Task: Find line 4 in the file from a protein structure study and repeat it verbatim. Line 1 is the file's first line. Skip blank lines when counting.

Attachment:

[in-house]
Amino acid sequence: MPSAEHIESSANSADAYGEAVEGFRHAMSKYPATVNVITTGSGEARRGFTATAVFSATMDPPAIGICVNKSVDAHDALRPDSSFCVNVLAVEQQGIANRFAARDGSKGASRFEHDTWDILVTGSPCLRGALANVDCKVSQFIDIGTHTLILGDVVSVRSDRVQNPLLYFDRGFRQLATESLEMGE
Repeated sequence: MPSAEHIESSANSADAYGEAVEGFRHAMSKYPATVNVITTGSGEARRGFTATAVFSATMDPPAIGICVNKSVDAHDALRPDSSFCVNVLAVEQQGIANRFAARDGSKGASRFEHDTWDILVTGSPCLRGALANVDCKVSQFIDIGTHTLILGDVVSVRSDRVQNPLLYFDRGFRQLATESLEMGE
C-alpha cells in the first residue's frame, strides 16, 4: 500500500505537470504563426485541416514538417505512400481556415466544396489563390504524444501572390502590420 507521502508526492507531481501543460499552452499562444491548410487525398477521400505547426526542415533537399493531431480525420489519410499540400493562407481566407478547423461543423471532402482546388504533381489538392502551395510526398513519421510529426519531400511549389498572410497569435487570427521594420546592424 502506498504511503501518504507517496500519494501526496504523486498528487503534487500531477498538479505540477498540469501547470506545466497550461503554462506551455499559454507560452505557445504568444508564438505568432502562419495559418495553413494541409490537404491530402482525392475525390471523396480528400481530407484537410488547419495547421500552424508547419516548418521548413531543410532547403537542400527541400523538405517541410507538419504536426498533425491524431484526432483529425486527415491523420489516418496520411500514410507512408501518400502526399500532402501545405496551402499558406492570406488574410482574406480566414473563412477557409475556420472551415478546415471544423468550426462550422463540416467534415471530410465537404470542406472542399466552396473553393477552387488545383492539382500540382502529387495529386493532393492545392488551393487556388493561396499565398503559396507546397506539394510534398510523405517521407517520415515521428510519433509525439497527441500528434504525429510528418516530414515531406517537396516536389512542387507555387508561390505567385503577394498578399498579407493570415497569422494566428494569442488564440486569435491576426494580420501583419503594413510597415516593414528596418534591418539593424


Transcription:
C-alpha cells in the first residue's frame, strides 16, 4: 500500500505537470504563426485541416514538417505512400481556415466544396489563390504524444501572390502590420 507521502508526492507531481501543460499552452499562444491548410487525398477521400505547426526542415533537399493531431480525420489519410499540400493562407481566407478547423461543423471532402482546388504533381489538392502551395510526398513519421510529426519531400511549389498572410497569435487570427521594420546592424 502506498504511503501518504507517496500519494501526496504523486498528487503534487500531477498538479505540477498540469501547470506545466497550461503554462506551455499559454507560452505557445504568444508564438505568432502562419495559418495553413494541409490537404491530402482525392475525390471523396480528400481530407484537410488547419495547421500552424508547419516548418521548413531543410532547403537542400527541400523538405517541410507538419504536426498533425491524431484526432483529425486527415491523420489516418496520411500514410507512408501518400502526399500532402501545405496551402499558406492570406488574410482574406480566414473563412477557409475556420472551415478546415471544423468550426462550422463540416467534415471530410465537404470542406472542399466552396473553393477552387488545383492539382500540382502529387495529386493532393492545392488551393487556388493561396499565398503559396507546397506539394510534398510523405517521407517520415515521428510519433509525439497527441500528434504525429510528418516530414515531406517537396516536389512542387507555387508561390505567385503577394498578399498579407493570415497569422494566428494569442488564440486569435491576426494580420501583419503594413510597415516593414528596418534591418539593424